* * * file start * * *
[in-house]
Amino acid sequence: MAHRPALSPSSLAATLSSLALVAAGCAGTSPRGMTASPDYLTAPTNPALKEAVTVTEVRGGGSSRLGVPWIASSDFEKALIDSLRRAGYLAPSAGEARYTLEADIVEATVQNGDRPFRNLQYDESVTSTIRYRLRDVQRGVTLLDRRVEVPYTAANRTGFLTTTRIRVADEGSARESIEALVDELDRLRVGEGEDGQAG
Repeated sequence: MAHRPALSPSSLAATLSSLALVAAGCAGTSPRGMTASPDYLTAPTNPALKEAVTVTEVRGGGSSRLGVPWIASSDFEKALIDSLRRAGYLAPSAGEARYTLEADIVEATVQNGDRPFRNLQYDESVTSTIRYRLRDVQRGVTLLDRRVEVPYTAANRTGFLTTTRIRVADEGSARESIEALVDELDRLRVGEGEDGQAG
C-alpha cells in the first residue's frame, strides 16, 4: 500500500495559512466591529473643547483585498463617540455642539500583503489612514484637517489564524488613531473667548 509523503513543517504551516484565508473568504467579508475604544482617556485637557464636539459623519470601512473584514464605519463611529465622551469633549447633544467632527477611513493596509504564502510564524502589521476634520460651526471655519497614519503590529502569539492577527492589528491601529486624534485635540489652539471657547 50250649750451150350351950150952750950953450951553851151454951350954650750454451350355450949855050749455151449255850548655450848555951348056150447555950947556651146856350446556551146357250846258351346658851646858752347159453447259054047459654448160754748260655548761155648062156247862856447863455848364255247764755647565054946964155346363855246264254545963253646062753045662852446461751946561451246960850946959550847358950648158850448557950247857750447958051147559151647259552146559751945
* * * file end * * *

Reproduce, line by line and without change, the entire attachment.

[in-house]
Amino acid sequence: MAHRPALSPSSLAATLSSLALVAAGCAGTSPRGMTASPDYLTAPTNPALKEAVTVTEVRGGGSSRLGVPWIASSDFEKALIDSLRRAGYLAPSAGEARYTLEADIVEATVQNGDRPFRNLQYDESVTSTIRYRLRDVQRGVTLLDRRVEVPYTAANRTGFLTTTRIRVADEGSARESIEALVDELDRLRVGEGEDGQAG
Repeated sequence: MAHRPALSPSSLAATLSSLALVAAGCAGTSPRGMTASPDYLTAPTNPALKEAVTVTEVRGGGSSRLGVPWIASSDFEKALIDSLRRAGYLAPSAGEARYTLEADIVEATVQNGDRPFRNLQYDESVTSTIRYRLRDVQRGVTLLDRRVEVPYTAANRTGFLTTTRIRVADEGSARESIEALVDELDRLRVGEGEDGQAG
C-alpha cells in the first residue's frame, strides 16, 4: 500500500495559512466591529473643547483585498463617540455642539500583503489612514484637517489564524488613531473667548 509523503513543517504551516484565508473568504467579508475604544482617556485637557464636539459623519470601512473584514464605519463611529465622551469633549447633544467632527477611513493596509504564502510564524502589521476634520460651526471655519497614519503590529502569539492577527492589528491601529486624534485635540489652539471657547 50250649750451150350351950150952750950953450951553851151454951350954650750454451350355450949855050749455151449255850548655450848555951348056150447555950947556651146856350446556551146357250846258351346658851646858752347159453447259054047459654448160754748260655548761155648062156247862856447863455848364255247764755647565054946964155346363855246264254545963253646062753045662852446461751946561451246960850946959550847358950648158850448557950247857750447958051147559151647259552146559751945